The bold pricing approaches of Biogen, Ariad, Sarepta and others wouldn’t work for non-rare disease drugs or any therapy area where alternatives exist. (And it may yet backfire as payers calculate their full exposure.) As the pricing backlash spreads to all corners of all indications, however small, biopharma firms are for the first time going to have to fully understand the short- and long-term incentives of target payers for their particular treatment.

These incentives are determined not only by the broad payer or plan type (government or commercial, drug-only or full medical coverage), but also by the cost and character of the closest alternative – if one exists. Novartis’ heart failure drug Entresto, for example, was priced more or less in line with the “value-based” price recommendation of the Institute for Clinical and Effectiveness Research (ICER). But that launch failed in part because one important target payer type, the highly drug-price sensitive Medicare PDPs, cared less about the drug’s value than about its cost relative to existing generic ACE inhibitors and angiotensin receptor blockers (ARBs). To make things worse, most prescribing physicians weren’t clamoring for patients to switch over from the cheaper alternatives, either, as many patients were stable on those older drugs.

Determining a commercial/pricing strategy that takes into account the different types of buyers and influencers is not straightforward. New players like ICER have emerged in the US to help payers determine a value-based price range, and are starting to influence reimbursement decisions and formulary positioning. (Also see "Drug Pricing: With "Value" Debate In Full Swing, ICER’s Influence Grows" - In Vivo, 2 Nov, 2016.). Over 70% of health plans surveyed by the industry association America’s Health Insurance Plans (AHIP) during 2016 were found to use ICER’s reports to evaluate current or planned coverage policies. ICER and other players consider sensible criteria such as clinical efficacy and safety, comparator pricing and unmet need. But not every payer will rank and prioritize these criteria in the same way, depending on their particular financial priorities, plan design and incentives.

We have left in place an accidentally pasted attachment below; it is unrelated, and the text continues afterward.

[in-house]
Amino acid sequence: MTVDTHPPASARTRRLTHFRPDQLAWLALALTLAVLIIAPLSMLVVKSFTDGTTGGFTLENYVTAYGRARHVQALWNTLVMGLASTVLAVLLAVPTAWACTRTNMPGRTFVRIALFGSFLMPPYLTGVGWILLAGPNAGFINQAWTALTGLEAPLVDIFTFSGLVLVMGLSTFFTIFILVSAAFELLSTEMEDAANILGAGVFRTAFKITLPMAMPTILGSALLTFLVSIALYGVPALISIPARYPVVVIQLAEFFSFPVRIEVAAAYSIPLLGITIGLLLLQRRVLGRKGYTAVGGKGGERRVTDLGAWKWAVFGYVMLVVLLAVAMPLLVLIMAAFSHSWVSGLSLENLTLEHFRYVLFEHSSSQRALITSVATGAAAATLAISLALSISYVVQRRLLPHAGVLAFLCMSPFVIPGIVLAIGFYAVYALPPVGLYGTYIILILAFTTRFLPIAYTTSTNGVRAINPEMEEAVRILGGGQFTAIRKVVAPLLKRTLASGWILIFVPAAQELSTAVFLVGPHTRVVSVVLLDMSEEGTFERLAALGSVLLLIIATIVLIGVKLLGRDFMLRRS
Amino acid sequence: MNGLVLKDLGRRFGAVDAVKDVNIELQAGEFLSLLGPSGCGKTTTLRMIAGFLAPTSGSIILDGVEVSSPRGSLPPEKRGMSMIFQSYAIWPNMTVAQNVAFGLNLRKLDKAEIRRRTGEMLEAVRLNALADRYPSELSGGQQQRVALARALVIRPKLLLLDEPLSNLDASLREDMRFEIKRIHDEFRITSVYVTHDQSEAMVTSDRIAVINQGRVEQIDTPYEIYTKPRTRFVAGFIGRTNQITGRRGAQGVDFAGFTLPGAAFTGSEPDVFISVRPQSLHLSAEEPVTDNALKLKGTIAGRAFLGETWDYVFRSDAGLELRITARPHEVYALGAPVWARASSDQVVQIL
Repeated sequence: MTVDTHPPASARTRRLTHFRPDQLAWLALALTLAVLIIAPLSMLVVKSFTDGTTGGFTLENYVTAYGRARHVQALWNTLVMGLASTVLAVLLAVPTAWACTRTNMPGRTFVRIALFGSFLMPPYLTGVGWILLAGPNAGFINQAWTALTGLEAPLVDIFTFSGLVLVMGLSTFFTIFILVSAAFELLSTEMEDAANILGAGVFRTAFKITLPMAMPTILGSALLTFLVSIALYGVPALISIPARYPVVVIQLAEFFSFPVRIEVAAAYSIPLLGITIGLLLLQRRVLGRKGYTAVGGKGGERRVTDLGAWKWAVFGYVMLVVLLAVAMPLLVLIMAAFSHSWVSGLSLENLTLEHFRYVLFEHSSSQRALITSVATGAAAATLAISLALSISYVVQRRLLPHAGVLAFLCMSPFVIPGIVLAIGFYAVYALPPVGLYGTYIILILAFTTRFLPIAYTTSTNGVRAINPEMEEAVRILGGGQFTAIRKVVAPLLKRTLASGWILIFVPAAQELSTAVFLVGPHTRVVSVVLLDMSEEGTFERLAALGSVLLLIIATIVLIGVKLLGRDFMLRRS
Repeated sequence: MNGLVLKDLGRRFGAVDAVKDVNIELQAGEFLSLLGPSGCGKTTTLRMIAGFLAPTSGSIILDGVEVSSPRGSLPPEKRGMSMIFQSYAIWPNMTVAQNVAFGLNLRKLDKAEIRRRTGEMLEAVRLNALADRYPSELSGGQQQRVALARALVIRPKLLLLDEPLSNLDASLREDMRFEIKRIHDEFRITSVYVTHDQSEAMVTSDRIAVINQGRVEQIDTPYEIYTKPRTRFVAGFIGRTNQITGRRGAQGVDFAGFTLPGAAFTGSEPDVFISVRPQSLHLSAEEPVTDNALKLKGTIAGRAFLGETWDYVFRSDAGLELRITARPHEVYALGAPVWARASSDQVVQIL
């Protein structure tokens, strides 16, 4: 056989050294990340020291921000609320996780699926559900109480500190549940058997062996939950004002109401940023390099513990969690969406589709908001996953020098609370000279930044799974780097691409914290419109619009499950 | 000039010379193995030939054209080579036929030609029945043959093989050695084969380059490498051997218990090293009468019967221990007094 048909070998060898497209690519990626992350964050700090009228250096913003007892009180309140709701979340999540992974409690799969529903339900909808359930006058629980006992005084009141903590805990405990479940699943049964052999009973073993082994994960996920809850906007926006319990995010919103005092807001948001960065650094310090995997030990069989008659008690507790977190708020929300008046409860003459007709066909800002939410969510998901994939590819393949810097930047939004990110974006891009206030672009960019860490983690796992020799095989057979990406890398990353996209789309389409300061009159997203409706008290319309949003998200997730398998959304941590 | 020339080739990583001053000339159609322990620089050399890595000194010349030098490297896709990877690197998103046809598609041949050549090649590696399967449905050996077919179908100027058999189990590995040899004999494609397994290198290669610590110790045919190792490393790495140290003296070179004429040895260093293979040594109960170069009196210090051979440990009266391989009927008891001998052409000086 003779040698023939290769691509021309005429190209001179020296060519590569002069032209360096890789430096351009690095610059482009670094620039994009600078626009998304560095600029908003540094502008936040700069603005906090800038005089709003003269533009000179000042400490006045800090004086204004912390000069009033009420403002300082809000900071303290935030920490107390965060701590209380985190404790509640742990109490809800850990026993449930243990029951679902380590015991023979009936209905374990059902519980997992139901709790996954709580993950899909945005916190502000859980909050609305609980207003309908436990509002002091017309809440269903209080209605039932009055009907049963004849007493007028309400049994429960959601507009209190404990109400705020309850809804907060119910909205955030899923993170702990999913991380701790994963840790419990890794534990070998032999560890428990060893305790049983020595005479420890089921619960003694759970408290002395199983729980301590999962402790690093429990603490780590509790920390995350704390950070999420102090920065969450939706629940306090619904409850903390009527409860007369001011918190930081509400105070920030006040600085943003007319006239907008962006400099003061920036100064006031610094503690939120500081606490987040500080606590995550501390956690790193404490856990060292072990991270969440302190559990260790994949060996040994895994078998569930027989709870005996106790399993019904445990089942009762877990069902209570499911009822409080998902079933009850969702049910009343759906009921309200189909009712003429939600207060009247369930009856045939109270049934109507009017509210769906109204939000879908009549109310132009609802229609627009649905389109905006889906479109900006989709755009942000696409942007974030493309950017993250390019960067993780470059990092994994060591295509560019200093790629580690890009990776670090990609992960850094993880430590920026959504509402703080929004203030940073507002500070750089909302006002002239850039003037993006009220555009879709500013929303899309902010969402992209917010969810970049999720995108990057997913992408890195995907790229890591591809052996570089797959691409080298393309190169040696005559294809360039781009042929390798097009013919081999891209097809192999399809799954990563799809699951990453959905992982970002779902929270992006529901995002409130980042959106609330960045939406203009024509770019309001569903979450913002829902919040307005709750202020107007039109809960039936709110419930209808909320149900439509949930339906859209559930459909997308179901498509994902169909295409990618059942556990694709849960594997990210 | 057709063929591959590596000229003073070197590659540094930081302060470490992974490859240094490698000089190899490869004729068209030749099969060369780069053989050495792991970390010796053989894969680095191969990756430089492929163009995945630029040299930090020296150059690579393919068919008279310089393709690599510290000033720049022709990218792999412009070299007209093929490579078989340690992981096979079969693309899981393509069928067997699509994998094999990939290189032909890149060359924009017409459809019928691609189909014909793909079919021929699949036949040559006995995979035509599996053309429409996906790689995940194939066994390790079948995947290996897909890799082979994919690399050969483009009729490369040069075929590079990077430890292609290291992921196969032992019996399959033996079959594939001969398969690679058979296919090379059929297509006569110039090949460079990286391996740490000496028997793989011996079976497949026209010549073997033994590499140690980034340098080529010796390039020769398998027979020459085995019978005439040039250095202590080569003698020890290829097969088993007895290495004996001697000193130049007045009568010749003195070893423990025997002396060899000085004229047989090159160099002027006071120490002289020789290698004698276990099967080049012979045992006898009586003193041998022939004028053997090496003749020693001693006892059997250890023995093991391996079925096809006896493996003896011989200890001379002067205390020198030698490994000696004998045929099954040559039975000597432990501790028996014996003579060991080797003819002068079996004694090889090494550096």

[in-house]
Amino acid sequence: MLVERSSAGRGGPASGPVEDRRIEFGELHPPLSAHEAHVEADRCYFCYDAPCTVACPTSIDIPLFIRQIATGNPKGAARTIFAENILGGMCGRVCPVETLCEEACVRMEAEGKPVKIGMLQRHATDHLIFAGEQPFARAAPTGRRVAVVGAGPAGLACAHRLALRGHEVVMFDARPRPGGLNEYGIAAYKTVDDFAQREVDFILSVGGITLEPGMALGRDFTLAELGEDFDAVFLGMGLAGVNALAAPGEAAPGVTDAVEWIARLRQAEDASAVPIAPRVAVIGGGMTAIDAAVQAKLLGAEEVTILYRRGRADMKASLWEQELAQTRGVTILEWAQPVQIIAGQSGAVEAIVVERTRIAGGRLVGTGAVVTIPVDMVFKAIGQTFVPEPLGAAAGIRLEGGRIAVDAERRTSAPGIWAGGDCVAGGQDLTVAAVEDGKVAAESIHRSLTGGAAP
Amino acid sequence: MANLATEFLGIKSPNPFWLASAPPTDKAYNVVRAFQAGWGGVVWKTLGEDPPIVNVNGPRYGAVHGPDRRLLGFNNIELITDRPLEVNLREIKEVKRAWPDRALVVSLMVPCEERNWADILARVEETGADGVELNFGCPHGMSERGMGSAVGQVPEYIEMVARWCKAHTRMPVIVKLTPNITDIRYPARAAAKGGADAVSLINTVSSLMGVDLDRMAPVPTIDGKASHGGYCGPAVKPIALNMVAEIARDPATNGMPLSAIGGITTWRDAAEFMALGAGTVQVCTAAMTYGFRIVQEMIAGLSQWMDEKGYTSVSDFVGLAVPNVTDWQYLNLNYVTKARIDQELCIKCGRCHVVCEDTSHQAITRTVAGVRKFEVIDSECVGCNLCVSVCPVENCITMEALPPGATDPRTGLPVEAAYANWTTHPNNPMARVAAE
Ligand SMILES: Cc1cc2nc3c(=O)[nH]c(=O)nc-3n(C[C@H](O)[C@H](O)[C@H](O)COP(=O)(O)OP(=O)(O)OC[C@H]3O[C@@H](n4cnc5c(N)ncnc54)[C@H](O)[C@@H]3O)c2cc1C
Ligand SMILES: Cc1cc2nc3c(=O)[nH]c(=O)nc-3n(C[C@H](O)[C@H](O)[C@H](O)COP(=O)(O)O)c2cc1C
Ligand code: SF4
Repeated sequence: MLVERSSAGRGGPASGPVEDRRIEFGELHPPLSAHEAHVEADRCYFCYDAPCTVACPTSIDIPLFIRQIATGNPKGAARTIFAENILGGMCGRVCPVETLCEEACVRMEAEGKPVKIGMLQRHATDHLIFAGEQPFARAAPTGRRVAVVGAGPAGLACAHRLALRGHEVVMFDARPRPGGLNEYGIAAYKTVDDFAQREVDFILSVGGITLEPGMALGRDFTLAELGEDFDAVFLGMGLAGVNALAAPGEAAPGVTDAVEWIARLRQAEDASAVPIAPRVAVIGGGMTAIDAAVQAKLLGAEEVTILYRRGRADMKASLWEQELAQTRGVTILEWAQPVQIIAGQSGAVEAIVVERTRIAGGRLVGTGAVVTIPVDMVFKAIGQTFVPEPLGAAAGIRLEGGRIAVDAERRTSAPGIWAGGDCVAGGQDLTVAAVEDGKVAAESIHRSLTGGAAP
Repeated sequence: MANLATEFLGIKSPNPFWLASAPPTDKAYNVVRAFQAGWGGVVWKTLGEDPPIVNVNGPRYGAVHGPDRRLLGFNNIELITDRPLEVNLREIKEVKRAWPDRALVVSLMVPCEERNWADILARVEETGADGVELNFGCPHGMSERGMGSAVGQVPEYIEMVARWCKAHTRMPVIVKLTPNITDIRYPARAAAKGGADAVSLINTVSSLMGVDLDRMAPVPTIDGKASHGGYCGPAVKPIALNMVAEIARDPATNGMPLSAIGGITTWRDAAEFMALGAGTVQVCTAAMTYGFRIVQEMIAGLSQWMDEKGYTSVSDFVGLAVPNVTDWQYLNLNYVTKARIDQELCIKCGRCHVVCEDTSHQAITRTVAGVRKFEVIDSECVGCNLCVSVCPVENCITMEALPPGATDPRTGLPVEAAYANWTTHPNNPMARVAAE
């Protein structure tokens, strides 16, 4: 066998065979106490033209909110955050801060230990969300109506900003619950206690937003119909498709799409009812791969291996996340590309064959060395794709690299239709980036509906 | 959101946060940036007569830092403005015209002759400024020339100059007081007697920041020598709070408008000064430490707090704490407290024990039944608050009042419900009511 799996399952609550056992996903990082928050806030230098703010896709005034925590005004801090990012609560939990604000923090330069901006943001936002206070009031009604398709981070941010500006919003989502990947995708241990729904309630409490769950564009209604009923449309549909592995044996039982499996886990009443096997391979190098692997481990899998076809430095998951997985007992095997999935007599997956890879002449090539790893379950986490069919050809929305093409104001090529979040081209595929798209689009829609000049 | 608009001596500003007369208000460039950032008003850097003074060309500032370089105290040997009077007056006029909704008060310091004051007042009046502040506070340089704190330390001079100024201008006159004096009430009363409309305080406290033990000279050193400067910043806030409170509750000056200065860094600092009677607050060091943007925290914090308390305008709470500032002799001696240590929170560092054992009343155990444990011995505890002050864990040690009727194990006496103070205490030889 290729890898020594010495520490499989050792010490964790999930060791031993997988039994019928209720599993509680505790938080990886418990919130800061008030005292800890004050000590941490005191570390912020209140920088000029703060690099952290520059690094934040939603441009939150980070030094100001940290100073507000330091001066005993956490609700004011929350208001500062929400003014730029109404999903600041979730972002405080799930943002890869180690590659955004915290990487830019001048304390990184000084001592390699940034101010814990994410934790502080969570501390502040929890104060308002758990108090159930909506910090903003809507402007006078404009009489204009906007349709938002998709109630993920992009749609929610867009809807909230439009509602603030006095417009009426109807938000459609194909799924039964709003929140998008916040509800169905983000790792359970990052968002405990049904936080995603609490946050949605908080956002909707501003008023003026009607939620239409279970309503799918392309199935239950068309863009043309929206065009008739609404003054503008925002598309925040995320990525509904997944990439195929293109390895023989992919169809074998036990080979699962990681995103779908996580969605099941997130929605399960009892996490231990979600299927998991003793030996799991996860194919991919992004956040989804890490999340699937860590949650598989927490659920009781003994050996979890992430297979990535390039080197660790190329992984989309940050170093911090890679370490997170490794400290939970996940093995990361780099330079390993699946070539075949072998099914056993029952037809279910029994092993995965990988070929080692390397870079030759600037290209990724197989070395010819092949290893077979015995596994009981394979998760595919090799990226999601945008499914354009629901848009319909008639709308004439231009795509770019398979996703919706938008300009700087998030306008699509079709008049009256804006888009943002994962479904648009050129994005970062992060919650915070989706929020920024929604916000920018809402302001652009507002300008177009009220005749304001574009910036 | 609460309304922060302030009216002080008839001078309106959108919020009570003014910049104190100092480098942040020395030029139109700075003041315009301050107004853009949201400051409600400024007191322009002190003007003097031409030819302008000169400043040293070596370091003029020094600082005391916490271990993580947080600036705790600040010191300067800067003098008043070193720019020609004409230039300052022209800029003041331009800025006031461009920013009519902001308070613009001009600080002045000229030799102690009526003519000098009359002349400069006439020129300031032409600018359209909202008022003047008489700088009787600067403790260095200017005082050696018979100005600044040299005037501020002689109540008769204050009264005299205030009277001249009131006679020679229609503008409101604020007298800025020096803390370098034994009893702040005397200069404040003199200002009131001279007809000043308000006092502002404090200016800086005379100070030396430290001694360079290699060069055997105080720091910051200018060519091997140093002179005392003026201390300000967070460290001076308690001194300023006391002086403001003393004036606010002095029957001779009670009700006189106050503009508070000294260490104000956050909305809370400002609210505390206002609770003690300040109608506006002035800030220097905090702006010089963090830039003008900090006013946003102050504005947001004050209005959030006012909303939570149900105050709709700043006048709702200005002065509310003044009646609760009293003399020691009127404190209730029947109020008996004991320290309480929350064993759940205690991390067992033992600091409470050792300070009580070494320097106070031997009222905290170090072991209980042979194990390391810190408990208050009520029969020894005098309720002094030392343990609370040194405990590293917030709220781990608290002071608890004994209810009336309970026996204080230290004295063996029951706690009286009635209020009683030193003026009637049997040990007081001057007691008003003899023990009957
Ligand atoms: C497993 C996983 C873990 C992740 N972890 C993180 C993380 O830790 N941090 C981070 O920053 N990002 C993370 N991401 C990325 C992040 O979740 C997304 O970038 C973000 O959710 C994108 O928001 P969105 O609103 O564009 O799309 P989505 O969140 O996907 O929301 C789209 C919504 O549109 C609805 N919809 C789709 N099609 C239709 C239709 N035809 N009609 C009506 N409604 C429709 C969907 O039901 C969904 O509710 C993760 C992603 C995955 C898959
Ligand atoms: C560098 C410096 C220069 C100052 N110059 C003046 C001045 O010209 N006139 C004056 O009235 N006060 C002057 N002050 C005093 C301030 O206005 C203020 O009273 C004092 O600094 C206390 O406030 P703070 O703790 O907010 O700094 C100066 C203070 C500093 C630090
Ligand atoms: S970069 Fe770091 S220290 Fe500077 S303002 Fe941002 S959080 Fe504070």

As such, these “average” price ranges or value scores, though helpful in some cases in providing a pricing benchmark, become less relevant to any individual payer – and thus to any pharma trying to optimally position a product. “Companies need to understand how each different customer class considers value,” asserts Longman.

Pricing consultants and reimbursement experts are beginning to offer more sophisticated support, including in mapping out the payer landscape and often divergent payer needs, and attributing reimbursement risk scores to certain markets.

Drug companies have always developed budget impact tools, in part to define for themselves the economic consequences of their products, and thus help with pricing decisions. But mostly they use these tools with payers – as arguments for the drugs’ financial value. Payers, for their part, are always slightly skeptical of such analyses. But these tools also largely fall short because they assume a generalized payer audience – that what’s good for a commercial ACO plan also works in Medicaid. Often, it doesn’t.